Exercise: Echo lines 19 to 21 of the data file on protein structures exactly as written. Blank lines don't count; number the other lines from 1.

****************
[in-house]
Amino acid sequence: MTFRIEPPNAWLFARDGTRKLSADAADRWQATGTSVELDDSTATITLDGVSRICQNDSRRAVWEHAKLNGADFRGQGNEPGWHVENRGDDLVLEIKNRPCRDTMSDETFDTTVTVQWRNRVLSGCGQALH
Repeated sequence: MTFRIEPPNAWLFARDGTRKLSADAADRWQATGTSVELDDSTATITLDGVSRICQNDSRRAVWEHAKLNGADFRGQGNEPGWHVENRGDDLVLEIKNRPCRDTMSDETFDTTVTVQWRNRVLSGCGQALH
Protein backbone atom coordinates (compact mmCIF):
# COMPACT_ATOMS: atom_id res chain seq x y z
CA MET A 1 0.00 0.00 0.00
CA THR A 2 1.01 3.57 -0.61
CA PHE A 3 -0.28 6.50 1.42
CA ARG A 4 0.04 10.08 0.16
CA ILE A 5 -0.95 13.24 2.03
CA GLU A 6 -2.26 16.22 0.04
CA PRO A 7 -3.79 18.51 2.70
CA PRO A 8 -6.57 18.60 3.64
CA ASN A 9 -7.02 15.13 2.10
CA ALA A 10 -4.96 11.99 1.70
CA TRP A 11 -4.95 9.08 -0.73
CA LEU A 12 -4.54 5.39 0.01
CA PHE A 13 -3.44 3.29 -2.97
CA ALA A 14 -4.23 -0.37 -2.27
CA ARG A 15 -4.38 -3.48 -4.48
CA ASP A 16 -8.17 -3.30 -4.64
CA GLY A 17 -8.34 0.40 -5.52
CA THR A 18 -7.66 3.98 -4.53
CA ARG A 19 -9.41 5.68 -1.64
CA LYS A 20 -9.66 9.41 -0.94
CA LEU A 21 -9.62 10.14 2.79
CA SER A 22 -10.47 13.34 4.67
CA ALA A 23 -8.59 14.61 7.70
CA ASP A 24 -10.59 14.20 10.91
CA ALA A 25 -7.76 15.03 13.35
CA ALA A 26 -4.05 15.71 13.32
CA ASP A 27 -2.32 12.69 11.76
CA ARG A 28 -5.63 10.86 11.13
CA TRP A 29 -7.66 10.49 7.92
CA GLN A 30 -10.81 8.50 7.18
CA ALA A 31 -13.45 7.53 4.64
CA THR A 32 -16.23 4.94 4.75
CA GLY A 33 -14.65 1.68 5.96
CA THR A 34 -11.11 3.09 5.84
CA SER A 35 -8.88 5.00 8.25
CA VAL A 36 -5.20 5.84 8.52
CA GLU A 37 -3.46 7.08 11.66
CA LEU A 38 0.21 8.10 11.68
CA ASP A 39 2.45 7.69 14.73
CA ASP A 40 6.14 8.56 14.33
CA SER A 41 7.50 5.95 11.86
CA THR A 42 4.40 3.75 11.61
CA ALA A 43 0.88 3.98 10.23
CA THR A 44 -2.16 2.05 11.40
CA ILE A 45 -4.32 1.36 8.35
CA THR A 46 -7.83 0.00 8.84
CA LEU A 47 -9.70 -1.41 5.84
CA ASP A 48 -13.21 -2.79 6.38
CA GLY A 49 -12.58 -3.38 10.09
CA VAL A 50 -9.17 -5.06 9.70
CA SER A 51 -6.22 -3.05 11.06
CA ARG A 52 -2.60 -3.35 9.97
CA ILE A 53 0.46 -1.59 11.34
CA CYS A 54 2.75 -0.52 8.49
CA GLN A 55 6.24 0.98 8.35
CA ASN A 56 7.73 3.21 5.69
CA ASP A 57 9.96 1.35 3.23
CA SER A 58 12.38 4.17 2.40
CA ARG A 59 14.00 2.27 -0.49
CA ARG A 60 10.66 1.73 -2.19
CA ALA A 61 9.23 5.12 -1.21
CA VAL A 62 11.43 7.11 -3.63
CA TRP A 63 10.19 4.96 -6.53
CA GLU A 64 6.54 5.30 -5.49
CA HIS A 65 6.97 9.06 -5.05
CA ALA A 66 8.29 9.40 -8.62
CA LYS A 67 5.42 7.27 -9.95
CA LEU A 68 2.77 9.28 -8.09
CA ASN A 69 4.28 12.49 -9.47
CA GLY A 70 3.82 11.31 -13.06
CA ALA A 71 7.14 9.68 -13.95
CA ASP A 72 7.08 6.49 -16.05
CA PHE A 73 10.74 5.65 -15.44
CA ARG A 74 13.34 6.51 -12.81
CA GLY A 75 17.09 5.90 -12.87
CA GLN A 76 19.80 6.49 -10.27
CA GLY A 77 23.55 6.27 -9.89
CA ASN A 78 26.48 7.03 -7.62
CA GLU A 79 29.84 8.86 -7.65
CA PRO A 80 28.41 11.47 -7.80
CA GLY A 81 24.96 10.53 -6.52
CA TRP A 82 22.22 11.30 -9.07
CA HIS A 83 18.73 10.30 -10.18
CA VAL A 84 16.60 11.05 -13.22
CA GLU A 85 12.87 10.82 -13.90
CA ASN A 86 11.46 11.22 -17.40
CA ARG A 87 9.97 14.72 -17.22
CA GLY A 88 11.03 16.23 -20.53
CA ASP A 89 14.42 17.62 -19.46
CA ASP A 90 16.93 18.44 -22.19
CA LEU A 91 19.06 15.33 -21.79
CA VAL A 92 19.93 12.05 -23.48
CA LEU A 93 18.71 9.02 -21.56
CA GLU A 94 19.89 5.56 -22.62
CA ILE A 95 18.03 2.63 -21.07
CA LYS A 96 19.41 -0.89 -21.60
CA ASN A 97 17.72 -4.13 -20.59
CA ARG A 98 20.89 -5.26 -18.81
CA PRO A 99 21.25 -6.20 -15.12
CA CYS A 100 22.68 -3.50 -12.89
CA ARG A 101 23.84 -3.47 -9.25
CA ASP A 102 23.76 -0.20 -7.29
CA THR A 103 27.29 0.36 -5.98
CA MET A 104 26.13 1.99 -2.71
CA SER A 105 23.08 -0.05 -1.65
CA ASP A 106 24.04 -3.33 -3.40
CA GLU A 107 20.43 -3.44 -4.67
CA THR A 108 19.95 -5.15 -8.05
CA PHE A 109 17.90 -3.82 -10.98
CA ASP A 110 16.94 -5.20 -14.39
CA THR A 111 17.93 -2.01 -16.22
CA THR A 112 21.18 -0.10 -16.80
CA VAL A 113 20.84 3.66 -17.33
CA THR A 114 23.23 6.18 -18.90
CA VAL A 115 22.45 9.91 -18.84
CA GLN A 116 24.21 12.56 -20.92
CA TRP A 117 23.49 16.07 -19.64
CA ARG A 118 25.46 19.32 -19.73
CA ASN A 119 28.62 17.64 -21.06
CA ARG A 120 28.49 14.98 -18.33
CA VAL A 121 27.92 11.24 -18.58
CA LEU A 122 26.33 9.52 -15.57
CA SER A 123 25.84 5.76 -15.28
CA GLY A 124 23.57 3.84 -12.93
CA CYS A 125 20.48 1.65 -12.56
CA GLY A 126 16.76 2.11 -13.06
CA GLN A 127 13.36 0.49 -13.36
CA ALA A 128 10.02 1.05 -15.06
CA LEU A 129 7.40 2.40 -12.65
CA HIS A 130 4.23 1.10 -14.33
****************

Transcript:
CA ALA A 14 -4.23 -0.37 -2.27
CA ARG A 15 -4.38 -3.48 -4.48
CA ASP A 16 -8.17 -3.30 -4.64